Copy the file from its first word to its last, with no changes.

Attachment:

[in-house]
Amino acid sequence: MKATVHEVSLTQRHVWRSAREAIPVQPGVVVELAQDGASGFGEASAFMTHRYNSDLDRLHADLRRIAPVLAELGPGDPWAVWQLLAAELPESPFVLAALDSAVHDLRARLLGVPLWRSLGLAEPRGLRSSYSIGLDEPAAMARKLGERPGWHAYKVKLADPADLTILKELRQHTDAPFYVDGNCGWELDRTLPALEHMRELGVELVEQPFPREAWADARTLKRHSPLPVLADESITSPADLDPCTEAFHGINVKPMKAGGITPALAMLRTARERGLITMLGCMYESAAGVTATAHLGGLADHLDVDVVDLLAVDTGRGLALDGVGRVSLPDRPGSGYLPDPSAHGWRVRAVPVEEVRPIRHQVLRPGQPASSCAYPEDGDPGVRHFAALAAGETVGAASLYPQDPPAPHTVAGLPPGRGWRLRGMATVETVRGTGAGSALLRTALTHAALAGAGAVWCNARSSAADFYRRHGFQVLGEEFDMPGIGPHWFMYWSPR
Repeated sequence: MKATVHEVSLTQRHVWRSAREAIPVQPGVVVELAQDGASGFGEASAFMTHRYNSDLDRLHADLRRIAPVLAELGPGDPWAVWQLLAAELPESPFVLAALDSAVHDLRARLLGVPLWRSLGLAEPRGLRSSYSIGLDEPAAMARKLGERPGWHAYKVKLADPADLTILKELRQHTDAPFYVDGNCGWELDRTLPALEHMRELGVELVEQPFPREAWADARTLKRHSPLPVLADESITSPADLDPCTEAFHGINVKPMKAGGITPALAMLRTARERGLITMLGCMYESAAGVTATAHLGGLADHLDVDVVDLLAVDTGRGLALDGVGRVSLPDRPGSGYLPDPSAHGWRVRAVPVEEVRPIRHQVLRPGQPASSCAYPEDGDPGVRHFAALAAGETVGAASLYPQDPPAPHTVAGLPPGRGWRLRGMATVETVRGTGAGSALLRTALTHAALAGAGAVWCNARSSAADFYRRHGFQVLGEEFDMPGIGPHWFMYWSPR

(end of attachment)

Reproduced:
[in-house]
Amino acid sequence: MKATVHEVSLTQRHVWRSAREAIPVQPGVVVELAQDGASGFGEASAFMTHRYNSDLDRLHADLRRIAPVLAELGPGDPWAVWQLLAAELPESPFVLAALDSAVHDLRARLLGVPLWRSLGLAEPRGLRSSYSIGLDEPAAMARKLGERPGWHAYKVKLADPADLTILKELRQHTDAPFYVDGNCGWELDRTLPALEHMRELGVELVEQPFPREAWADARTLKRHSPLPVLADESITSPADLDPCTEAFHGINVKPMKAGGITPALAMLRTARERGLITMLGCMYESAAGVTATAHLGGLADHLDVDVVDLLAVDTGRGLALDGVGRVSLPDRPGSGYLPDPSAHGWRVRAVPVEEVRPIRHQVLRPGQPASSCAYPEDGDPGVRHFAALAAGETVGAASLYPQDPPAPHTVAGLPPGRGWRLRGMATVETVRGTGAGSALLRTALTHAALAGAGAVWCNARSSAADFYRRHGFQVLGEEFDMPGIGPHWFMYWSPR
Repeated sequence: MKATVHEVSLTQRHVWRSAREAIPVQPGVVVELAQDGASGFGEASAFMTHRYNSDLDRLHADLRRIAPVLAELGPGDPWAVWQLLAAELPESPFVLAALDSAVHDLRARLLGVPLWRSLGLAEPRGLRSSYSIGLDEPAAMARKLGERPGWHAYKVKLADPADLTILKELRQHTDAPFYVDGNCGWELDRTLPALEHMRELGVELVEQPFPREAWADARTLKRHSPLPVLADESITSPADLDPCTEAFHGINVKPMKAGGITPALAMLRTARERGLITMLGCMYESAAGVTATAHLGGLADHLDVDVVDLLAVDTGRGLALDGVGRVSLPDRPGSGYLPDPSAHGWRVRAVPVEEVRPIRHQVLRPGQPASSCAYPEDGDPGVRHFAALAAGETVGAASLYPQDPPAPHTVAGLPPGRGWRLRGMATVETVRGTGAGSALLRTALTHAALAGAGAVWCNARSSAADFYRRHGFQVLGEEFDMPGIGPHWFMYWSPR